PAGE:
- organic rolled oats: low glycemic index (GI), antioxidant, lower cholesterol, detox, low fat, high fiber, absorbs water from system and slows digestion, harvested in the fall, 68% DV magnesium (assist maintain cells, muscles, nerves heart bones), 18% DV selenium (antioxidant, viral infection, toxic minerals, heart disease, hair, skin, nails)
- organic steel cut oats: nutty flavor, chewy (longer to digest and slow release), low glycemic index (GI), antioxidant, lower cholesterol, detox, low fat, high fiber, absorbs water from system and slows digestion, harvested in the fall, 68% DV magnesium (assist maintain cells, muscles, nerves heart bones), 18% DV selenium (antioxidant, viral infection, toxic minerals, heart disease, hair, skin, nails)
- coconut milk/cream/shredded: assists in balancing thyroid, breaks up stored hardening in the body such as fats, cholesterol, plaque and medications, both fat and water soluble, kills viruses, regulates glycemic index (GI), relieves stress on pancreas, reduce problems associated with malabsorption and cystic fibrosis, improves calcium and magnesium absorption and strengthens bones, improves cholesterol ratio, does not create harmful by-products when heated to normal cooking temperatures, helps ward off infection, stronger teeth, weight loss, used by brain cells as energy, food source of fats needed for the brain,
- blackstrap molasses: decreases insomnia, anxiety, “foggy brain”, iron, calcium, copper, manganese, magnesium, potassium, refrigerate after opening (6mo)
- cinnamon: regulates blood sugar, boosts brain activity, blood impurity, benefits lasts for 20 after taking (USDA study), arthritis, inflammation, increases visual-motor speed, neurological diseases,
- nutmeg: stimulates the brain, reduces mental exhaustion and stress, increases circulation, pain relief, flatulence, blood pressure, respiratory problems, enhances concentration,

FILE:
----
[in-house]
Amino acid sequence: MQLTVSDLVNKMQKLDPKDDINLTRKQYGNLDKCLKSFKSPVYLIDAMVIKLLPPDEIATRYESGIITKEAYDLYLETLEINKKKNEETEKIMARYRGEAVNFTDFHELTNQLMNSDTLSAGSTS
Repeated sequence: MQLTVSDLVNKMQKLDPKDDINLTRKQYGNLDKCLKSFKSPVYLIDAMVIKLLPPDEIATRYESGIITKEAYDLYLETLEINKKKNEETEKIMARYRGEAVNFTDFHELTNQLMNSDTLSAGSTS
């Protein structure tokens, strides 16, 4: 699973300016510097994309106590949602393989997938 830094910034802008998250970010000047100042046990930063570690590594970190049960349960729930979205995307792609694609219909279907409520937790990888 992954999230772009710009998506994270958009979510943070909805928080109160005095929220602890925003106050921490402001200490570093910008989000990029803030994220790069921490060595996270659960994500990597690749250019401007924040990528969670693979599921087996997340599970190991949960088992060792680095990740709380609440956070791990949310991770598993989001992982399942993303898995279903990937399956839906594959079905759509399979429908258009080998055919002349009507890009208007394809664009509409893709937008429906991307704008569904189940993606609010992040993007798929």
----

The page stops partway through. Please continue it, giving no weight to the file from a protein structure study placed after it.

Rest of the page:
- walnuts: store refrigerated omega-3,
- cranberries (naturally dried): may reduce brain cell damage caused by stroke, antioxidants – if available, chopped fresh is even healthier, urinary tract infection, cardiovascular, neurological, viral infection, fight plaque and gum disease, cancer,
- raisins (naturally dried): 1/4 c = 272 mg potassium, energy, helps oxygen go to the brain, boosts memory,
- buckwheat: store refrigerated or freezer omega-3, high in fiber, suppresses appetite, magnesium, lower blood sugar, gluten-free, weight loss
The brain needs 10 times more oxygen than your other organs. Therefore, it is important to also exercise daily to increase the amount of oxygen in the blood stream, resulting in increased oxygen to the brain. Increasing oxygen throughout your system creates an environment that viruses find difficult to live in and multiply.
All information in this recipe is provided for your information only and may not be construed as medical advice or instruction. No action or inaction should be taken based solely on the contents of this information; instead, readers should consult appropriate health professionals and conduct their own independent research on any matter relating to their health and well-being.
The information and opinions expressed here are believed to be accurate, based on the best judgment and research available to the authors at this time, and readers who fail to consult with appropriate health authorities assume the risk of any injuries.